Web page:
In The Spotlight

Senate health bill fails every litmus test

The Senate health bill would lead to 22 million more people uninsured nationally, including hundreds of thousands of Louisianans. It would raise average after-tax-credit marketplace premiums in Louisiana by 105 percent and it contains a glaring loophole that would mean people with pre-existing conditions would not be protected.

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NEW REPORT: The American Health Care Act Would Reverse Recent Coverage Gains and Strain Louisiana’s Budget

The American Health Care Act would be devastating for the state budget, health care providers and residents of all parts of the state.

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Tax bills fall short on revenue

While these bills would eliminate a costly and unorthodox tax break, they fall far short of the revenue that is needed to address the looming $1.3 billion fiscal cliff in 2018 and put the state budget back on a more sustainable path. In fact, passage of these bills - which would require a vote of the people - would make it harder for policymakers to solve the state’s structural revenue shortfall in a future special session.

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The Daily Dime

Louisiana’s pediatricians have pushed back hard against the Medicaid caps and cuts included in the Senate’s “health care” bill.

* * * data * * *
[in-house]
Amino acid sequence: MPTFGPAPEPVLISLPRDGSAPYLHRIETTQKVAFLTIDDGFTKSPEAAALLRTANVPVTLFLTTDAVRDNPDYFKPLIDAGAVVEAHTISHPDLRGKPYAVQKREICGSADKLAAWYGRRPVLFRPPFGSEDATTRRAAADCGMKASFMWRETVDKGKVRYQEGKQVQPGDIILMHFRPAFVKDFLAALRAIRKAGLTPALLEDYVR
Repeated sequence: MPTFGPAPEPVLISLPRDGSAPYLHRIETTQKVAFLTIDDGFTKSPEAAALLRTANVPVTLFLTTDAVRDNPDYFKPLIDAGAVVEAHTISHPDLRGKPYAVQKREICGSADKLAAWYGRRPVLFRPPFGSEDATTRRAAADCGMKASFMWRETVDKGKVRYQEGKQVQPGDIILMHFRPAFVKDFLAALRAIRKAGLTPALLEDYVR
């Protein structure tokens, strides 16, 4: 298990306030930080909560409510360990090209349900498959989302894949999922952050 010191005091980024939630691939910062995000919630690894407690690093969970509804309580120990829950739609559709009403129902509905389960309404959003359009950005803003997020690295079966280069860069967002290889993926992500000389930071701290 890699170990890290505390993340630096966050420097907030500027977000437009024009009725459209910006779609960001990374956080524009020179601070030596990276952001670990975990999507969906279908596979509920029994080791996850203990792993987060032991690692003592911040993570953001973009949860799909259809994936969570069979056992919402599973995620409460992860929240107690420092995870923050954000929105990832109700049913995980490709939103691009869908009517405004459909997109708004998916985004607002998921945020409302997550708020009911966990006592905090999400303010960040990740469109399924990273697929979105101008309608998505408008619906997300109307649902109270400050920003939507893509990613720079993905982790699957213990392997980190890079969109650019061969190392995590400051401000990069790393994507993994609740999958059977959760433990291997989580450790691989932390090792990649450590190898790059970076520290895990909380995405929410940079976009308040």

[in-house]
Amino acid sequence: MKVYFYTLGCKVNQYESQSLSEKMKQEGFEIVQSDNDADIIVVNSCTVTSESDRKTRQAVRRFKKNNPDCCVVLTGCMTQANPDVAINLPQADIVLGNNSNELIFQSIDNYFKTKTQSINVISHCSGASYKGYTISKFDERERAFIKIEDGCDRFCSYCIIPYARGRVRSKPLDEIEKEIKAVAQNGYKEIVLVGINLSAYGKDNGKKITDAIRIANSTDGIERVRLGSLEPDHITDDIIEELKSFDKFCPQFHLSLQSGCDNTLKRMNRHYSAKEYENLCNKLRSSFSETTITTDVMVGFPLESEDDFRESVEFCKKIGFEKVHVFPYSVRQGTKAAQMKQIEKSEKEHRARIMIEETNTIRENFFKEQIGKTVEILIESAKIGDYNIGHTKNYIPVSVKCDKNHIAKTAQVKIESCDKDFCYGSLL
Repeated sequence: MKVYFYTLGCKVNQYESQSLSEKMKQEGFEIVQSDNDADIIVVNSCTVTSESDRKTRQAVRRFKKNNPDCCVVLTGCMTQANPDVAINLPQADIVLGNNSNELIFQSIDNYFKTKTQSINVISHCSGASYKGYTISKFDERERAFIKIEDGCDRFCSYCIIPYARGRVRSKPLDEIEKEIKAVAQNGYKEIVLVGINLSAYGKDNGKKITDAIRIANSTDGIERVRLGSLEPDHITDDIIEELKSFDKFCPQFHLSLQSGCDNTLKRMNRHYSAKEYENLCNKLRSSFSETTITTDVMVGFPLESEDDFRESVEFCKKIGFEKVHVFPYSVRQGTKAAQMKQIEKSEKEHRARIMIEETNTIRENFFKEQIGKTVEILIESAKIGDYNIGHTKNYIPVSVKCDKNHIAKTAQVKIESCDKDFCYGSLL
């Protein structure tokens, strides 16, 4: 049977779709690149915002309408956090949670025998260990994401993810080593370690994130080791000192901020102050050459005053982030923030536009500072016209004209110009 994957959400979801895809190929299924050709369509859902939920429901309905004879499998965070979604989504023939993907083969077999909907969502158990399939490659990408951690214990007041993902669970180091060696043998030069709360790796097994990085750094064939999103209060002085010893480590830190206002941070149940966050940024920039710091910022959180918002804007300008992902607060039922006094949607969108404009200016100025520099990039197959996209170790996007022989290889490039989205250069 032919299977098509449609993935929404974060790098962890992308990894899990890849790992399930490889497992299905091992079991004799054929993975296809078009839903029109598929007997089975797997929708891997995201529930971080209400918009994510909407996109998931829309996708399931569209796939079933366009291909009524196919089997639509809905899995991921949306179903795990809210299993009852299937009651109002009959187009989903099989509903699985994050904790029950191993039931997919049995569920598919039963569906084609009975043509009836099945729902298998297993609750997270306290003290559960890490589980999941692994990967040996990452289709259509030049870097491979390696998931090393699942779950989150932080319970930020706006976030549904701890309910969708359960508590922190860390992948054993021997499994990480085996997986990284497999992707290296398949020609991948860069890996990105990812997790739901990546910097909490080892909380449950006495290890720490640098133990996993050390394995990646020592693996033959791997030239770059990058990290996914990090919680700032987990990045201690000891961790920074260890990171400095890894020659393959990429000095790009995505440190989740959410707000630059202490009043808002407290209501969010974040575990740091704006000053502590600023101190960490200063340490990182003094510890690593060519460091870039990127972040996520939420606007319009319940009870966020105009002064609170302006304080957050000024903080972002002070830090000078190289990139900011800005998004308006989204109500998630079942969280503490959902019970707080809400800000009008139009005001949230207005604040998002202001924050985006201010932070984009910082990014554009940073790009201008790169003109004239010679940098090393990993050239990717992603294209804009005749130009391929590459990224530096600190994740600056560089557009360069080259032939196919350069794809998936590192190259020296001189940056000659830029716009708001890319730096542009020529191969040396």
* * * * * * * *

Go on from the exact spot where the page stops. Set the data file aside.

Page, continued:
Number of the Day

35 - Percent cut to Medicaid over the next two decades under the Senate “health” bill. The cuts are projected to leave 15 million people without health insurance by 2026, with even more losing coverage during the following decade as cuts become more severe. (Source: Congressional Budget Office)

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Our Two Cents Blog

The U.S. Senate has now turned its attention back to reviving the Better Care Reconciliation Act (BCRA)–a bill that simply cannot be fixed and is incredibly unpopular. Approval of the bill among the American public has hovered between 12 and 27 percent. A newly released report from the Congressional Budget Office shows the latest version would eliminate coverage for 22 million people and cut Medicaid by $756 billion over the next decade.* The newest CBO score looks much like the nonpartisan group’s analyses of the previous four versions of House and Senate health-care legislation.

The similarity of all five CBO scores highlights what has been clear since the first version of the BCRA was released: the bill is unfixable because its core elements — major cuts to Medicaid and federal subsidies — would take coverage away from millions of people and make insurance more expensive for millions more. In Louisiana, the most recent version of the Senate bill would take coverage away from 399,000 residents by 2022, which is only a slight improvement upon previous versions of the Senate health-care plan. And, since the number of people receiving coverage through Medicaid expansion is expected to grow, these estimates may understate the actual coverage losses.

Still, the Senate is now discussing additional changes to the BCRA in an attempt to cobble together support from 50 senators. But, the major provisions of the bill are expected to remain the same.

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